Per Matt
Saturday morning cartoons will ALWAYS hold a special place in my heart. As a Child of the ’80s, some of my favorite shows aired on the day. So, when it comes to binge watching an animated show, it seems only fitting to watch it on a Saturday. Thus, I finally caught up on watching the second half Cartoon Network’s Primal.

The first part of Season 1 Racked Up Three Emmy Awards for Creator Genndy Tartakovsky, so I was very excited to watch the second half of the season, which finally aired recently. It’s a bloody, brutal tale of caveman Spear, along with his best friend, Fang (a T-rex). Creature and man have formed a bond that isn’t likely to ever be broken. Each episode tugs at your emotions as friendship bonds are solidified and sacrifices are made. Watching man and beast trying to communicate via a series of only grunts and growls is funny, but effective. There’s some good in the many creatures presented here, but mostly it’s survival of the fittest.

Through visual storytelling, beautiful scenery, an emphatic musical score and terrific animation, Genndy’s TV show pays incredible attention to each and every gory detail. Although there’s only 10 total episodes, each one seems to tackle a different subgenre. Its serialized story continues with each episode, while each one is pretty much self contained. And you know how they say everything in outer space is constantly trying to kill you? The same can be said about the prehistoric world. In this one, man and dinosaur live side by side, battling for every single scrap of food they may get, in order to survive.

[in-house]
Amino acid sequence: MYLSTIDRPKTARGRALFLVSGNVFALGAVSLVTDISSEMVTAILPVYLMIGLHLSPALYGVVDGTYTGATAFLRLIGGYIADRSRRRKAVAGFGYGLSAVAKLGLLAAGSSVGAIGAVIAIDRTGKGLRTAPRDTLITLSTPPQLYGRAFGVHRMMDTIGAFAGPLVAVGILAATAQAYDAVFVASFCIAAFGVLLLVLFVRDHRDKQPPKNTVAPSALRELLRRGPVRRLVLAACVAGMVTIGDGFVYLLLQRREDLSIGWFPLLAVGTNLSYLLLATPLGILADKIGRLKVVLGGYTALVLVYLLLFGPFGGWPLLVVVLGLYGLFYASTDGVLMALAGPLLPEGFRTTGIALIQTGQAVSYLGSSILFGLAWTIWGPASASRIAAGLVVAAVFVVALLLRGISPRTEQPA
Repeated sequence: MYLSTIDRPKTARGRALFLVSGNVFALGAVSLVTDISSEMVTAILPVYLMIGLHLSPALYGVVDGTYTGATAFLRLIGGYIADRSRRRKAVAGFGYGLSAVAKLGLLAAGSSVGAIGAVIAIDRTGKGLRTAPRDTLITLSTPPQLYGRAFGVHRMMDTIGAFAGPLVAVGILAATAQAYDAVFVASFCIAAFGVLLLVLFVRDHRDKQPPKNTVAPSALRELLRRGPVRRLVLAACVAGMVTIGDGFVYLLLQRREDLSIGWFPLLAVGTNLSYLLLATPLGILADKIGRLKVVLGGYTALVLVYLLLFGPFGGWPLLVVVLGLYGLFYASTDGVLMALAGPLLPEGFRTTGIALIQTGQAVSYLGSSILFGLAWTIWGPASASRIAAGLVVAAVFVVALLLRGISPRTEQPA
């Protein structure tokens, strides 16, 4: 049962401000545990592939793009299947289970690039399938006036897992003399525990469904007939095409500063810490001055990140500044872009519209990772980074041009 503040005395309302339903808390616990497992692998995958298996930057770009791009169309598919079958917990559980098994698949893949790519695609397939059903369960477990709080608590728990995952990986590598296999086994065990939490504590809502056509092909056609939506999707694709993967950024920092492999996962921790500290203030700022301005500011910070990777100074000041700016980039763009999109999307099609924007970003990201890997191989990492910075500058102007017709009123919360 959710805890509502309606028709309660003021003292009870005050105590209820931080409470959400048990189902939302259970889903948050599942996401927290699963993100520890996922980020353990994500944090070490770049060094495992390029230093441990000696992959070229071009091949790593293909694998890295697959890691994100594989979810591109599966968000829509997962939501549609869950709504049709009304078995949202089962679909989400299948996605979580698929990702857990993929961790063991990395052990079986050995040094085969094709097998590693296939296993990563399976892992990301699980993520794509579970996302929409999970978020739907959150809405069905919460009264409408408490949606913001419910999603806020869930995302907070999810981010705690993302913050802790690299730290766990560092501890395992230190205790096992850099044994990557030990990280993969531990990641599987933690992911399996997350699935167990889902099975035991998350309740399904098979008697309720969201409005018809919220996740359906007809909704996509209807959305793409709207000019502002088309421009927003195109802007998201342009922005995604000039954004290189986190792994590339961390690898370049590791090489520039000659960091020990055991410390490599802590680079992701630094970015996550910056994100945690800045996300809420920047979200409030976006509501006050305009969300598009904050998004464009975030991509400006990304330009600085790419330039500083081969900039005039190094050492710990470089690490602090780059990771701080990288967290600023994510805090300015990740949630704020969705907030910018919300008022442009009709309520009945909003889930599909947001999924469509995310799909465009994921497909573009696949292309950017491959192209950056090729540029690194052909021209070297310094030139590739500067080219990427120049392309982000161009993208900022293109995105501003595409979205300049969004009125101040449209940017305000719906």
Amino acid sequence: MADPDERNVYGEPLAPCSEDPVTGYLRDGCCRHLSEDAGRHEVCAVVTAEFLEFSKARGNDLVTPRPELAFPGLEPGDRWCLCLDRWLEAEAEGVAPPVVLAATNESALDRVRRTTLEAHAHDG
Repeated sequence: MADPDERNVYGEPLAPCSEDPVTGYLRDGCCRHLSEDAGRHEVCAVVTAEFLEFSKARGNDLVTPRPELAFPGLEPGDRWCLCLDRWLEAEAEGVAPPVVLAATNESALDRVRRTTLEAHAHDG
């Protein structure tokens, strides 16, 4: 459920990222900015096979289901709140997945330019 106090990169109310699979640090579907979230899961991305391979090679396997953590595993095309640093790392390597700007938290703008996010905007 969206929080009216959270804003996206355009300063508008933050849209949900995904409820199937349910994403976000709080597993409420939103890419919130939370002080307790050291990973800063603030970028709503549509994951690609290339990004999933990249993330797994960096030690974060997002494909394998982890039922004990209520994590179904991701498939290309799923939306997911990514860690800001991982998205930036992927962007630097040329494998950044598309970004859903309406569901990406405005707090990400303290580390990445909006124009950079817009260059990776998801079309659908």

More like an event limited series than a traditional animated show airing during the Adult Swim late-night block of Cartoon Network, Primal brings the people’s heroes, Spear and Fang, fighting for the many, even when it doesn’t always seem that way. It’s so easy to root for the guy (and his pet dinosaur), who’ve had a hard time surviving in this world. It’s very emotionally powerful. There’s very little spoken dialogue, that is, until Mira shows up. In the season finale, a more advanced (and beautiful) human can actually speak, which is totally alien to Spear. At the episode’s conclusion, Spear has finally learned to speak and Mira has been re-captured, whisked away on a boat by the unknown bad guys. What a cliffhanger!

My favorite episodes of Primal‘s second half included an infectious disease with no known origin that led to the instability and temporary insanity of its host in “Plague of Madness,” as well as the voodoo pagan cults that dealt with witchcraft in “Coven of the Damned.” It’s also interesting that some of the mystical, creepy creatures in the show look very familiar to fans of Samurai Jack, Genndy’s recently wrapped series that also aired on the same network.

Primal brings violent, killer nightmare creatures to life, which seem to bleed red, yellow or green blood, depending on the situation. If you can manage to avoid the undead, reanimated critters, you might actually just survive. And if not, your only claim to fame will be making it into My Guilty Pleasure column.